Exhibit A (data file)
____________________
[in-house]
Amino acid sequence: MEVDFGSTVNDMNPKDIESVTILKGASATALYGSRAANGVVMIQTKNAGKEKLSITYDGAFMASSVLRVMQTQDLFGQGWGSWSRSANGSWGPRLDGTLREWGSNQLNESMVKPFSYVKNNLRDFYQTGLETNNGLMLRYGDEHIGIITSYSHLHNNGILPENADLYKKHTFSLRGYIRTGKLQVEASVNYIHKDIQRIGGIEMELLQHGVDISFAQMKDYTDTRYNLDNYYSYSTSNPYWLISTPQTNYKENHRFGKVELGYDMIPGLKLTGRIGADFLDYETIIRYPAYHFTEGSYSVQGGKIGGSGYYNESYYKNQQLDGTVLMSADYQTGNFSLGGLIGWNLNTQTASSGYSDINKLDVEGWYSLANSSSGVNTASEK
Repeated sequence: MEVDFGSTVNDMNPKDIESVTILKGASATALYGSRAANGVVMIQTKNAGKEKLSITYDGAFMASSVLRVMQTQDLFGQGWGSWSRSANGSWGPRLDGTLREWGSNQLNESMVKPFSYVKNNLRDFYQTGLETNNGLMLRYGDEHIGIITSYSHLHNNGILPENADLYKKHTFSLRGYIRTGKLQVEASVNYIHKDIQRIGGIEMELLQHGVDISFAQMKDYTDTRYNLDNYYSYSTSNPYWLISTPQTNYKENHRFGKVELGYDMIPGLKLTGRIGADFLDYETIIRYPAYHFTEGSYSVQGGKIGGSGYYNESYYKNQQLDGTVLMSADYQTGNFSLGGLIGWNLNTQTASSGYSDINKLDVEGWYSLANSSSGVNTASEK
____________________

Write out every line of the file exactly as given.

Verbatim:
[in-house]
Amino acid sequence: MEVDFGSTVNDMNPKDIESVTILKGASATALYGSRAANGVVMIQTKNAGKEKLSITYDGAFMASSVLRVMQTQDLFGQGWGSWSRSANGSWGPRLDGTLREWGSNQLNESMVKPFSYVKNNLRDFYQTGLETNNGLMLRYGDEHIGIITSYSHLHNNGILPENADLYKKHTFSLRGYIRTGKLQVEASVNYIHKDIQRIGGIEMELLQHGVDISFAQMKDYTDTRYNLDNYYSYSTSNPYWLISTPQTNYKENHRFGKVELGYDMIPGLKLTGRIGADFLDYETIIRYPAYHFTEGSYSVQGGKIGGSGYYNESYYKNQQLDGTVLMSADYQTGNFSLGGLIGWNLNTQTASSGYSDINKLDVEGWYSLANSSSGVNTASEK
Repeated sequence: MEVDFGSTVNDMNPKDIESVTILKGASATALYGSRAANGVVMIQTKNAGKEKLSITYDGAFMASSVLRVMQTQDLFGQGWGSWSRSANGSWGPRLDGTLREWGSNQLNESMVKPFSYVKNNLRDFYQTGLETNNGLMLRYGDEHIGIITSYSHLHNNGILPENADLYKKHTFSLRGYIRTGKLQVEASVNYIHKDIQRIGGIEMELLQHGVDISFAQMKDYTDTRYNLDNYYSYSTSNPYWLISTPQTNYKENHRFGKVELGYDMIPGLKLTGRIGADFLDYETIIRYPAYHFTEGSYSVQGGKIGGSGYYNESYYKNQQLDGTVLMSADYQTGNFSLGGLIGWNLNTQTASSGYSDINKLDVEGWYSLANSSSGVNTASEK